The last bastion

The last bastion

The IT industry is clamouring to take advantage of the huge opportunities offered by digitising Australia’s ailing healthcare industry. But will the strategy work?

In other industries, such error rates are sustainable. But when lives hang in the balance, the value of the right information - delivered with quality assurance at the point of care - is absolutely essential. "In the US, the equivalent of a jumbo jet full of people die every week through adverse events," King said.

"And it's mostly from a lack of information."

The opportunity

These are problems with which the right use of IT can provide real solutions. Government funding is increasingly being funnelled into e-Health - as stakeholders in the health industry realise that they need to find more efficient ways to process health information to meet future population needs.

"The pressure on the health system will get so large, that [higher IT investment] will simply have to happen," McCabe said. "A better use of IT will be the only way to have a sustainable health system." The IT industry, he said, should see these problems coupled with "a great sense of opportunity".

"In terms of the potential value that can be delivered to practitioners and patients, we are but one-tenth the way along the journey to where we should be," McCabe said. "Between now and 2013, expect a steady rise in annual healthcare expenditure on IT. It's a great place to be a reseller."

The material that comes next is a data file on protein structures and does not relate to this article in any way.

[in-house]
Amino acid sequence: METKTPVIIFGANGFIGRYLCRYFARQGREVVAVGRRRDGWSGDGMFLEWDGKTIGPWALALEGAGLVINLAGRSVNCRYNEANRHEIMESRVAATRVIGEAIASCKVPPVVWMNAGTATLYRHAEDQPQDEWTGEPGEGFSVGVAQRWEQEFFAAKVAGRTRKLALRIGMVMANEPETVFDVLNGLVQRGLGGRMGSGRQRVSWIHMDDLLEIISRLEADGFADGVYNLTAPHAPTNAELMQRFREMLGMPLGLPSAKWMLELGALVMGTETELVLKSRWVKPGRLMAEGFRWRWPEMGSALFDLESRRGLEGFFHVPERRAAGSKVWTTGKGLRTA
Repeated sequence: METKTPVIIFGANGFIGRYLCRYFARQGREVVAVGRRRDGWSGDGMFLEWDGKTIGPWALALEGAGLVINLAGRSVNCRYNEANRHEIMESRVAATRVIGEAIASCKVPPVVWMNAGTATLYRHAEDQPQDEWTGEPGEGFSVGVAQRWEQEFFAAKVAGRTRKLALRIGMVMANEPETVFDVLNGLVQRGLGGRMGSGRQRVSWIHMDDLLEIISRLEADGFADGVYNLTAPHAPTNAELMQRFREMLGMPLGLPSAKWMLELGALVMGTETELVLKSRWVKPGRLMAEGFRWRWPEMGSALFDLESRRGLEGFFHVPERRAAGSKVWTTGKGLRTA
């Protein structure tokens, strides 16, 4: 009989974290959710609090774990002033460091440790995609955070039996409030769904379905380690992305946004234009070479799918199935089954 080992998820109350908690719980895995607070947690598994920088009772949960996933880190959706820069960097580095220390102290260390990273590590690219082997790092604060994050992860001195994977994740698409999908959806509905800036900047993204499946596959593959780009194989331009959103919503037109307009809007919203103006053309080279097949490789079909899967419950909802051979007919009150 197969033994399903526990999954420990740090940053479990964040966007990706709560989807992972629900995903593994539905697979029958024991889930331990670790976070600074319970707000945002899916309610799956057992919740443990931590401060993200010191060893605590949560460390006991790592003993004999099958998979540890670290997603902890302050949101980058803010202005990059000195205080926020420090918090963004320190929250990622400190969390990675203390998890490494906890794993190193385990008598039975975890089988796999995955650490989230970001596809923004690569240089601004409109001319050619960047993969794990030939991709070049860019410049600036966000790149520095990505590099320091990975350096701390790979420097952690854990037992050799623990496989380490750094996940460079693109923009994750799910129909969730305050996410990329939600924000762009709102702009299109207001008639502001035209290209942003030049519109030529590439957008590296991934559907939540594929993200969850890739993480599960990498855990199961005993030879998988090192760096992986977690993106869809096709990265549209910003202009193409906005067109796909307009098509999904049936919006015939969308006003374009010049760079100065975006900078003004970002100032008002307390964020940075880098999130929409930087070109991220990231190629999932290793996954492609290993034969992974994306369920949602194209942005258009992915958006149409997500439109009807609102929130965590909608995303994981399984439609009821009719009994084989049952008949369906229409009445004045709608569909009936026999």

Eastern Health CTO, Mark Gardiner, is on the frontline of this transformation across a network of five major hospitals and several smaller facilities in eastern metropolitan Melbourne.

He said the industry has "little islands of automation" - cutting edge areas of technology such as telemedicine. But the missing picture is a solid technology foundation from which healthcare can build its future.

That grounding includes network, storage, disaster recovery technologies and even a technology refresh program for hardware and software. On the storage and network side, there are growing data retention demands in the industry.

"Health practitioners need to have simultaneous, real-time access to information from multiple sources from inside and outside of the hospital," Gardiner said. "We are talking about very large files that need to be stored for a long time, but available online. If we take an X-Ray of a child, we need that large image file accessible for 21 years. I don't know how many other industries have that kind of requirement."

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